That is a neat title for a piece, isn't it?

I wish I could claim credit for it, but it is actually the title of a new book that will hit the shelves next month.

Raj Raghunathan, a professor of business at the University of Texas at Austin, has a somewhat unusual take on what he is supposed to do. I have met hundreds of business school professors and had weighty discussions on teaching.

A few don't particularly care about teaching and view it as a necessary evil for their faculty position. Most want to do a good job of communicating the intricacies of their particular discipline to students. A smaller number would really like to get their students excited about the ideas they share and get them to delve deeper.

Raj is one of the few, a very few, who views his job as helping his students lead happier, more fulfilling lives. He discovered that business schools do a pretty poor job of this. So do most other educational institutions.

He began to offer a course on happiness. It was soon oversubscribed and his teaching ratings soared. Many let him know that The Happiness Course was the most meaningful part of their business school education. This started Raj on what has now become a life work: What are the determinants of a fulfilling and happy life and how can one achieve this?

Go back to when you were a young kid. Can you remember being filled with joy for no particular reason and being entranced for hours watching ants in a hive or butterflies flitting or rain pattering on the ground? When is the last time you felt like that? Why do we seem to lose our capacity to be happy as we grow older and can we do something about this?

The answer is a resounding 'yes'. The reason we are not happy as we scurry around building our businesses or advancing our careers is that we are diverted into making false tradeoffs. He illustrates this with "The Genie question." Suppose a Genie were to appear before you and give you three wishes, what would you pick? Most would ask for vast wealth, stupendous success and fulfilling relationships.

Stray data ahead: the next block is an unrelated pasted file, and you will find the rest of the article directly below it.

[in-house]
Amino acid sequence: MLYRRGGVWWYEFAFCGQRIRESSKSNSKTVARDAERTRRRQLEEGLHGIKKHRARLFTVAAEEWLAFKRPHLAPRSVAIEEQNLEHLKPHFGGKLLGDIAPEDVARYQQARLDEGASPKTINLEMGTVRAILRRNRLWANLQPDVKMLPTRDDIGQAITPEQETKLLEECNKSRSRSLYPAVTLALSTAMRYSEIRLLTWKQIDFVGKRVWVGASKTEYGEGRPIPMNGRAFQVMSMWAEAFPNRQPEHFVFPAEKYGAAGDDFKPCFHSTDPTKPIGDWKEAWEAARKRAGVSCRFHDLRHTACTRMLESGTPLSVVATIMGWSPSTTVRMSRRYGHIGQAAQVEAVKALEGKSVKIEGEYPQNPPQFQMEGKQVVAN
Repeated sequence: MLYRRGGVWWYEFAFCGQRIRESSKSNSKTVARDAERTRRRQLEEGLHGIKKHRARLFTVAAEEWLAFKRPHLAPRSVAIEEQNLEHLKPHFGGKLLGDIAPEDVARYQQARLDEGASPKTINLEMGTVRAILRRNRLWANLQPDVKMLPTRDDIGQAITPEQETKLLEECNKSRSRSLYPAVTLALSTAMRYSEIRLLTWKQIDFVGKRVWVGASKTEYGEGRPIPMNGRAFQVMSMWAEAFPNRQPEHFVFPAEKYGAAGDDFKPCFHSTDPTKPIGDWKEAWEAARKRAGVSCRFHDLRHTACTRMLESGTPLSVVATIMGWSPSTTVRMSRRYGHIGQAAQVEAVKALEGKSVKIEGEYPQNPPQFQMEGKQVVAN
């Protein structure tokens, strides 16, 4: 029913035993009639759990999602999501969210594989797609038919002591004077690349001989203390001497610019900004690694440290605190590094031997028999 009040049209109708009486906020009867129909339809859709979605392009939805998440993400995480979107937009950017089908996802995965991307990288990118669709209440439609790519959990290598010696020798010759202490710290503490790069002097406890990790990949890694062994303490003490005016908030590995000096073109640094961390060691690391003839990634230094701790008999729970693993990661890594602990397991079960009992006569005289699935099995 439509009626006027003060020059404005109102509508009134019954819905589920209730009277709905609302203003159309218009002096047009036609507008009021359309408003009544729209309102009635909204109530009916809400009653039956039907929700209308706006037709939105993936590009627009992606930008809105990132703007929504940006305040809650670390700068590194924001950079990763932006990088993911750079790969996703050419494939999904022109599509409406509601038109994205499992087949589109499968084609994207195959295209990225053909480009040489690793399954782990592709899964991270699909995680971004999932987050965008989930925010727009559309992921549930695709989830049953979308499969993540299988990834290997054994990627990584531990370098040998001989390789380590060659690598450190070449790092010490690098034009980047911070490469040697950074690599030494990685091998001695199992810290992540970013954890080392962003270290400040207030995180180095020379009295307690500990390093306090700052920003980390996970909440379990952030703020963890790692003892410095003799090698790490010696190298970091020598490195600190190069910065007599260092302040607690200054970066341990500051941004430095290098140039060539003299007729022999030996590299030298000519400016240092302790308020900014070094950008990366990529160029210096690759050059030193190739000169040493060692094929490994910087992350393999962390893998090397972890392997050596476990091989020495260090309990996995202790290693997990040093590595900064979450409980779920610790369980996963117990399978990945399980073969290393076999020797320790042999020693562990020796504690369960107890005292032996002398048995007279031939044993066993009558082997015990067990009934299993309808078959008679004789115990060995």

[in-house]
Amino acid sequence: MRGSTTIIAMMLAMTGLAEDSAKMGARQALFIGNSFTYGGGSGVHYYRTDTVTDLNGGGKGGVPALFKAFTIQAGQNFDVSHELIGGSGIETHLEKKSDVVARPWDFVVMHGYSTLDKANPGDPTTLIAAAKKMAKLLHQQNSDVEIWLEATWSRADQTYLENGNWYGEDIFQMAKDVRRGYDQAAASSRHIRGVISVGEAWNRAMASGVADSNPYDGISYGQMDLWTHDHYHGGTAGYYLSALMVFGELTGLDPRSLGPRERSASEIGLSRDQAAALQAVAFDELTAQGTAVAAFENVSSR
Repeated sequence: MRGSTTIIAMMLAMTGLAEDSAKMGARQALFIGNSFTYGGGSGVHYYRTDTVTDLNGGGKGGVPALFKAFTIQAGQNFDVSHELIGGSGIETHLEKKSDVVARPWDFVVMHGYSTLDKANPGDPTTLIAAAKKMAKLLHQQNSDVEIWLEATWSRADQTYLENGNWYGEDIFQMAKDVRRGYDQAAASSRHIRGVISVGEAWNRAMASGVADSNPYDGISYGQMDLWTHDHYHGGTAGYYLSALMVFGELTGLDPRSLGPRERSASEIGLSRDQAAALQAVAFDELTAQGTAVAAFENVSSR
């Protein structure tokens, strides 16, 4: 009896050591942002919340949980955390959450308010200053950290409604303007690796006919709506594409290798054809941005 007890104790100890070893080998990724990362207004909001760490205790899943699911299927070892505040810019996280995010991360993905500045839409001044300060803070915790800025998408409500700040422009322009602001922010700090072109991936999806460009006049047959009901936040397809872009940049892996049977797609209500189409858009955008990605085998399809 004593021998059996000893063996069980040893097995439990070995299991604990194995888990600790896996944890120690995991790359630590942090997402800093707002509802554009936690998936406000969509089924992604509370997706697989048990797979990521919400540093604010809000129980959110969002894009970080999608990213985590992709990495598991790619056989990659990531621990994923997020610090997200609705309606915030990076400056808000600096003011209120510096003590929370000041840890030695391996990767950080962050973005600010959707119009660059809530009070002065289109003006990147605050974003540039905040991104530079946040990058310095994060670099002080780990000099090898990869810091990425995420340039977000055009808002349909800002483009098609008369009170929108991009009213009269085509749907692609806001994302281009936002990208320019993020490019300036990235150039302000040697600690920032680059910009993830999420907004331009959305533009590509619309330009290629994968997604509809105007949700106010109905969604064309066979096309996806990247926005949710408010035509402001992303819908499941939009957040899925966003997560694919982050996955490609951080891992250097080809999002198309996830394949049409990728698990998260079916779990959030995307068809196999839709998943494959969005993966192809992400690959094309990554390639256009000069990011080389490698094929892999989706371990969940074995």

And why is this? Because we think that these will make us happy. So why not ask for happiness directly? Virtually no one asks the genie for this. The reason is insidious. We get distracted by subsidiary goals. We also devalue happiness in pursuit of intermediate objectives that appear more tempting.

The Happiness Paradox explains why business school students universally choose high paying jobs in finance over lesser paying ones in say manufacturing even though they freely admit that they would actually have a life in the latter as opposed to being chained to their desks in the former.

The book has many insights that are blindingly obvious after they have been explained to you. For example, pursuing happiness actually makes you unhappy. This is because when you are fixated on happiness, you evaluate how happy you are. And invariably you are less happy than you would like to be so you actually become unhappy about unhappiness. The way out of this trap? Make happiness a priority but don't chase it.

Do activities that you like and are good at. Let happiness ensue. It's similar to trying to fall asleep. If you are focused on making it happen, you are guaranteed to spend hours tossing and turning. Instead, calm your mind, turn off electronic interlopers read an enlightening book and you are in slumber land.

The last chapter makes the case that the quest--not obsession--for personal happiness is actually a win-win-win-win solution. Your happiness level goes up, your chances of success improve, you feel fulfilled by altruism at the personal level and meaningful productivity goes up on a societal level. Now that is a consummation devoutly to be wished.

The book ties into a website that gives you many exercises and additional resources. Full disclosure--Raj took my course when I was teaching at Columbia Business School and is now a valued friend.